Adventures in PCB milling – journey begins

This is a short post to show off my first attempt at PCB milling. I’m a member of the Chicago Innovation Exchange.   Well, I was, but now it’s no longer CIE but the Polsky Center, or maybe the Polsky Echange North, I’m not sure, but that’s what happens when someone invests $35 million in your incubator; you change your name.  The center provides me access to a pretty swanky fab lab equipped with (among other things) an X-carve CNC mill. I recently completed my training on the machine and I wanted to put my skills to the test.

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Bake my Pi and eat it too?

Do you ever wake up too early and can’t get back to sleep, so you decide to mess around with your Raspberry Pi, only to find out that the SD card has been baked and the operating system doesn’t load? This seems to happen to me more often than I’d like (both the waking up early and the baked RPi). There must have been something in that instant coffee (didn’t want to wake my wife with the noise of the coffee machine) and Italian Sweet Creme flavored creamer (instant coffee tastes awful without it) because I was able to come up with a reasonably clever solution to my problem this time.

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Which came first

Ahh, the age-old question of the chicken or the egg. There’s a similar theme in my family having to do with my Dad and making stuff. He introduced me to electronics when I was too young to realize how awesome it was, I introduced him to the Raspberry Pi, then he introduced me to Adruino. I introduced him to video capture on the Pi (with the help of a 3D printed camera case) and he turned it around into a nest cam! Ahh, so there’s the bird connection, this is a post about setting up a quick and dirty (and surprisingly effective) nest cam!

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A Vernier Go!Link package for Mathematica

The Go! Link from Vernier Software & Technology (Vernier), is a USB adapter for their proprietary sensors which also provides some basic features such as a buffer, sensor auto-identification and raw voltage reading conversion. Vernier provides a software development kit which allows programmers to use Go! devices in their own systems. Since Wolfram’s Mathematica software became available on the Raspberry Pi, I have been thinking about how one can build a flexible sensor system using Vernier’s products and based on the inexpensive computer and the powerful data analysis and visualization tools of Mathematica. This project isn’t new, and my earlier attempts were highlighted on the Raspberry Pi blog and I recently announced a previous version of this software package. What I’m presenting now is a more user-friendly system that makes data collection easy through the device driver framework incorporated into Mathematica.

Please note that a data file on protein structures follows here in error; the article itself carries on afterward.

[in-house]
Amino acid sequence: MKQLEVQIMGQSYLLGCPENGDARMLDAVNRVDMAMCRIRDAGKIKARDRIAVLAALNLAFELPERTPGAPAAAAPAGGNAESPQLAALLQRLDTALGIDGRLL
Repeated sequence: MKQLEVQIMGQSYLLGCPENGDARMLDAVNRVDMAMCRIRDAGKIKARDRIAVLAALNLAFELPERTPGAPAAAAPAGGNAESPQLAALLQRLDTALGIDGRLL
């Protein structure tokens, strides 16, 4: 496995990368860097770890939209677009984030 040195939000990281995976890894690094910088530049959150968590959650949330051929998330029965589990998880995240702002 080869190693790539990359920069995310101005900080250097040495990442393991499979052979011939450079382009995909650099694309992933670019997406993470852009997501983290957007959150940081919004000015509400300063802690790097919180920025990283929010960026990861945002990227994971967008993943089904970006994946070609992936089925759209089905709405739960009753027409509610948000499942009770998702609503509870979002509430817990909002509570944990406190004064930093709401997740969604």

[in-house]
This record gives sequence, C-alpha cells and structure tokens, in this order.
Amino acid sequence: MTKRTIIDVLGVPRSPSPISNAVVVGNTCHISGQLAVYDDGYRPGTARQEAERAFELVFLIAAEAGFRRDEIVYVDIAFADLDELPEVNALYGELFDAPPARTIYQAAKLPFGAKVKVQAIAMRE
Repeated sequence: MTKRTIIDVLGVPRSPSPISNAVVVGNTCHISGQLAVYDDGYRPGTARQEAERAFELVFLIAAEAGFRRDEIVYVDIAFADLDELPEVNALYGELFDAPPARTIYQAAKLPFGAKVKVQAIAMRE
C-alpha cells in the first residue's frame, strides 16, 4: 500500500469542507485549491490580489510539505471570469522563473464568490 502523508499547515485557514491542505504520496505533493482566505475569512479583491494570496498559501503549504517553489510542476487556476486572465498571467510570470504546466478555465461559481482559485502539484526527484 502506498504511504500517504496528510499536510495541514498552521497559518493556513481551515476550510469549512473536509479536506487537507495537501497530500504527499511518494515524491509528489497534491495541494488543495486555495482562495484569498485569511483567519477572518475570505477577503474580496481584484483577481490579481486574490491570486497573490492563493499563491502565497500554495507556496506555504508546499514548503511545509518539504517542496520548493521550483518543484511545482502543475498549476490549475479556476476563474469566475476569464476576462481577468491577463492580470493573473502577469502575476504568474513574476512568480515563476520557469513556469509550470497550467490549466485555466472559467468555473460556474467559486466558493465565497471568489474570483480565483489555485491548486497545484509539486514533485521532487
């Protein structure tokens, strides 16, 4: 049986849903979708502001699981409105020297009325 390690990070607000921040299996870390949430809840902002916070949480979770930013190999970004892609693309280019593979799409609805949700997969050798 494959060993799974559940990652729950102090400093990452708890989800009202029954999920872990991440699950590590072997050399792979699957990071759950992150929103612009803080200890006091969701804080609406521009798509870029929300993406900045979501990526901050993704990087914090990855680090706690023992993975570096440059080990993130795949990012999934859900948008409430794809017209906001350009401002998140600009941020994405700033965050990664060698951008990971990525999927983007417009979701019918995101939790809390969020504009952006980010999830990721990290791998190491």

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C2E2 – Working on my Chicago bucket list

One of the things I absolutely had to do before leaving Chicago is to attend C2E2 – the Chicago Comic & Entertainment Expo.  Every year I’ve been here, I’ve remembered I needed to get tickets a week after the event ended!  This time, with Chicago State cancelling spring break and me having to forfeit my trip to New Mexico, I was determined not to miss the event.

Turns out I don’t know much about popular culture.

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Optimizing data acquisition

This is the first of a new series (tag) Dancing with Wolfram.  Occasionally, I need to work through programming strategies in Wolfram, and I need a place to store my ideas.  Perhaps they will be useful to others.

The problem

When collecting data from a sensor, one wants to generate a list of {x, y} pairs where x is typically time and y is the sensor reading.  One way of doing this is to create an empty list and then using Mathematica’s AppendTo function to add elements to the list.  The problem with this approach, however, is that it is not very efficient.  The function call makes a copy of the original list each time, and when the list of data gets very large, the time it takes to store a data point increases.  Below, I’ve plotted the average time needed to store a datapoint as a function of the list size.  For comparison, I’ve collected data (times measured on a Raspberry Pi v2)  using AppendTo with a list (blue dots) and adding key -> value pairs to an association (orange dots).

list-association-gr1

After about 1000 data points, the AppendTo a list approach starts to take increasingly longer times.  I was unable to collect any data beyond 10,000 data points since AppendTo started running into memory issues.  It is not unreasonable to expect a sensor data set to contain in excess of 1000 data points, so the performance of AppendTo is not acceptable.

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